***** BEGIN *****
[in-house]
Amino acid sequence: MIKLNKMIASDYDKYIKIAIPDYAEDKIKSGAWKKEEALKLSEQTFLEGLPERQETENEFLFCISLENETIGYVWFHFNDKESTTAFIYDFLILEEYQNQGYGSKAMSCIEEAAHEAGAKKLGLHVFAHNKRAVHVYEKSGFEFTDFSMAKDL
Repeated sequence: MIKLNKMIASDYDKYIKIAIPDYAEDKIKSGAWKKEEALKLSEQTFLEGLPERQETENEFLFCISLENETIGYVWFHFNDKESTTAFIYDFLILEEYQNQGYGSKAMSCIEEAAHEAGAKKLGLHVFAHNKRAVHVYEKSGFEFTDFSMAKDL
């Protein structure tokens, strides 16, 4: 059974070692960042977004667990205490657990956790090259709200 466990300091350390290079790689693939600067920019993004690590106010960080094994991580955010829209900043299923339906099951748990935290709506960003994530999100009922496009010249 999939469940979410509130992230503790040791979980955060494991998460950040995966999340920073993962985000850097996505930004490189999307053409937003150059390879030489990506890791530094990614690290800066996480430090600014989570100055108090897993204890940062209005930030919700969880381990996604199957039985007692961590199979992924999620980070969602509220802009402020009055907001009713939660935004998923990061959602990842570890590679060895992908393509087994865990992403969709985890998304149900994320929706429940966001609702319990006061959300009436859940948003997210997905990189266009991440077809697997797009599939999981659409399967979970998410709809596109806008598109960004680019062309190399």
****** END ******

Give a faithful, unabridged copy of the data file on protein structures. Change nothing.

[in-house]
Amino acid sequence: MIKLNKMIASDYDKYIKIAIPDYAEDKIKSGAWKKEEALKLSEQTFLEGLPERQETENEFLFCISLENETIGYVWFHFNDKESTTAFIYDFLILEEYQNQGYGSKAMSCIEEAAHEAGAKKLGLHVFAHNKRAVHVYEKSGFEFTDFSMAKDL
Repeated sequence: MIKLNKMIASDYDKYIKIAIPDYAEDKIKSGAWKKEEALKLSEQTFLEGLPERQETENEFLFCISLENETIGYVWFHFNDKESTTAFIYDFLILEEYQNQGYGSKAMSCIEEAAHEAGAKKLGLHVFAHNKRAVHVYEKSGFEFTDFSMAKDL
């Protein structure tokens, strides 16, 4: 059974070692960042977004667990205490657990956790090259709200 466990300091350390290079790689693939600067920019993004690590106010960080094994991580955010829209900043299923339906099951748990935290709506960003994530999100009922496009010249 999939469940979410509130992230503790040791979980955060494991998460950040995966999340920073993962985000850097996505930004490189999307053409937003150059390879030489990506890791530094990614690290800066996480430090600014989570100055108090897993204890940062209005930030919700969880381990996604199957039985007692961590199979992924999620980070969602509220802009402020009055907001009713939660935004998923990061959602990842570890590679060895992908393509087994865990992403969709985890998304149900994320929706429940966001609702319990006061959300009436859940948003997210997905990189266009991440077809697997797009599939999981659409399967979970998410709809596109806008598109960004680019062309190399």